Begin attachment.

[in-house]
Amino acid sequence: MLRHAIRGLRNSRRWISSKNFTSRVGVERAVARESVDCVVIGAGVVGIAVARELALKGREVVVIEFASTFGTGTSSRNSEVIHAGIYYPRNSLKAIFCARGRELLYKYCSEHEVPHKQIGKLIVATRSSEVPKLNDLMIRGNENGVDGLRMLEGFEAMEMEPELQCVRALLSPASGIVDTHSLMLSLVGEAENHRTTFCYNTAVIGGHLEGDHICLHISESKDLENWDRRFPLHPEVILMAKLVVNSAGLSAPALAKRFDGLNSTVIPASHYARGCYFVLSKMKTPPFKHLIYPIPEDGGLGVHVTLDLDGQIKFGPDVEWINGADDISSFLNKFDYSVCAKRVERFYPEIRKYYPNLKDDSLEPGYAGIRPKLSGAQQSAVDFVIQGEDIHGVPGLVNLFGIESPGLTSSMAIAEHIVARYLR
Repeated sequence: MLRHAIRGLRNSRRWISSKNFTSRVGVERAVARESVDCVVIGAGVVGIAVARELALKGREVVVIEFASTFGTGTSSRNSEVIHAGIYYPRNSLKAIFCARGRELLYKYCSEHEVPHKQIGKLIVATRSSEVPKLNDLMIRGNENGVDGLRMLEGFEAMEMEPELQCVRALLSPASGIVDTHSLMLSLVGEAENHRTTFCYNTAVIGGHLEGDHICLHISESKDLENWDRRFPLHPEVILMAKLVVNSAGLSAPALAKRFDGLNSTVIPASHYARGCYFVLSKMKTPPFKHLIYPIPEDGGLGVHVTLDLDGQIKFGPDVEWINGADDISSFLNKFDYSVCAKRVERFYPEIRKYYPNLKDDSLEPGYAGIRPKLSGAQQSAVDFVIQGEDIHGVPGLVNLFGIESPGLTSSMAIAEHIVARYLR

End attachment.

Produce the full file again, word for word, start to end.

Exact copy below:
[in-house]
Amino acid sequence: MLRHAIRGLRNSRRWISSKNFTSRVGVERAVARESVDCVVIGAGVVGIAVARELALKGREVVVIEFASTFGTGTSSRNSEVIHAGIYYPRNSLKAIFCARGRELLYKYCSEHEVPHKQIGKLIVATRSSEVPKLNDLMIRGNENGVDGLRMLEGFEAMEMEPELQCVRALLSPASGIVDTHSLMLSLVGEAENHRTTFCYNTAVIGGHLEGDHICLHISESKDLENWDRRFPLHPEVILMAKLVVNSAGLSAPALAKRFDGLNSTVIPASHYARGCYFVLSKMKTPPFKHLIYPIPEDGGLGVHVTLDLDGQIKFGPDVEWINGADDISSFLNKFDYSVCAKRVERFYPEIRKYYPNLKDDSLEPGYAGIRPKLSGAQQSAVDFVIQGEDIHGVPGLVNLFGIESPGLTSSMAIAEHIVARYLR
Repeated sequence: MLRHAIRGLRNSRRWISSKNFTSRVGVERAVARESVDCVVIGAGVVGIAVARELALKGREVVVIEFASTFGTGTSSRNSEVIHAGIYYPRNSLKAIFCARGRELLYKYCSEHEVPHKQIGKLIVATRSSEVPKLNDLMIRGNENGVDGLRMLEGFEAMEMEPELQCVRALLSPASGIVDTHSLMLSLVGEAENHRTTFCYNTAVIGGHLEGDHICLHISESKDLENWDRRFPLHPEVILMAKLVVNSAGLSAPALAKRFDGLNSTVIPASHYARGCYFVLSKMKTPPFKHLIYPIPEDGGLGVHVTLDLDGQIKFGPDVEWINGADDISSFLNKFDYSVCAKRVERFYPEIRKYYPNLKDDSLEPGYAGIRPKLSGAQQSAVDFVIQGEDIHGVPGLVNLFGIESPGLTSSMAIAEHIVARYLR